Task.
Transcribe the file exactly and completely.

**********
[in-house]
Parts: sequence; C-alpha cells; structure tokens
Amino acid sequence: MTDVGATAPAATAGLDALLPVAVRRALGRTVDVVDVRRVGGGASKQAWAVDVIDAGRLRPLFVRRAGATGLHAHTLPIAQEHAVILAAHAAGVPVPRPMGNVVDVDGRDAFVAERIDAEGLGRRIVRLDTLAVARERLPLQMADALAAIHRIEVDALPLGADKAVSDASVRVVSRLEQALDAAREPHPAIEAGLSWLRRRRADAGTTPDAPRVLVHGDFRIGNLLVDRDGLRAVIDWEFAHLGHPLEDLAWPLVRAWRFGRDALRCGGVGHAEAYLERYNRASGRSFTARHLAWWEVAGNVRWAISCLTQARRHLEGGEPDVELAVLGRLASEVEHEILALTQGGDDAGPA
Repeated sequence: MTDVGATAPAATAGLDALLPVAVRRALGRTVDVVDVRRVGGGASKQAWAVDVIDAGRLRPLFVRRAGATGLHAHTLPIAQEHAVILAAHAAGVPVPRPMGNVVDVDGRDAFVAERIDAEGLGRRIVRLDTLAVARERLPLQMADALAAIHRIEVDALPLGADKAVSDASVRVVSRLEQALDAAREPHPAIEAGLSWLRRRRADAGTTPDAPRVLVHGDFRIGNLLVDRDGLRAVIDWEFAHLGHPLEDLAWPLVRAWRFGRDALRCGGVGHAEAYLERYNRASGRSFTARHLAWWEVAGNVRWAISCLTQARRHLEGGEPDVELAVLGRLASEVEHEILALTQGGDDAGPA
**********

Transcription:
[in-house]
Parts: sequence; C-alpha cells; structure tokens
Amino acid sequence: MTDVGATAPAATAGLDALLPVAVRRALGRTVDVVDVRRVGGGASKQAWAVDVIDAGRLRPLFVRRAGATGLHAHTLPIAQEHAVILAAHAAGVPVPRPMGNVVDVDGRDAFVAERIDAEGLGRRIVRLDTLAVARERLPLQMADALAAIHRIEVDALPLGADKAVSDASVRVVSRLEQALDAAREPHPAIEAGLSWLRRRRADAGTTPDAPRVLVHGDFRIGNLLVDRDGLRAVIDWEFAHLGHPLEDLAWPLVRAWRFGRDALRCGGVGHAEAYLERYNRASGRSFTARHLAWWEVAGNVRWAISCLTQARRHLEGGEPDVELAVLGRLASEVEHEILALTQGGDDAGPA
Repeated sequence: MTDVGATAPAATAGLDALLPVAVRRALGRTVDVVDVRRVGGGASKQAWAVDVIDAGRLRPLFVRRAGATGLHAHTLPIAQEHAVILAAHAAGVPVPRPMGNVVDVDGRDAFVAERIDAEGLGRRIVRLDTLAVARERLPLQMADALAAIHRIEVDALPLGADKAVSDASVRVVSRLEQALDAAREPHPAIEAGLSWLRRRRADAGTTPDAPRVLVHGDFRIGNLLVDRDGLRAVIDWEFAHLGHPLEDLAWPLVRAWRFGRDALRCGGVGHAEAYLERYNRASGRSFTARHLAWWEVAGNVRWAISCLTQARRHLEGGEPDVELAVLGRLASEVEHEILALTQGGDDAGPA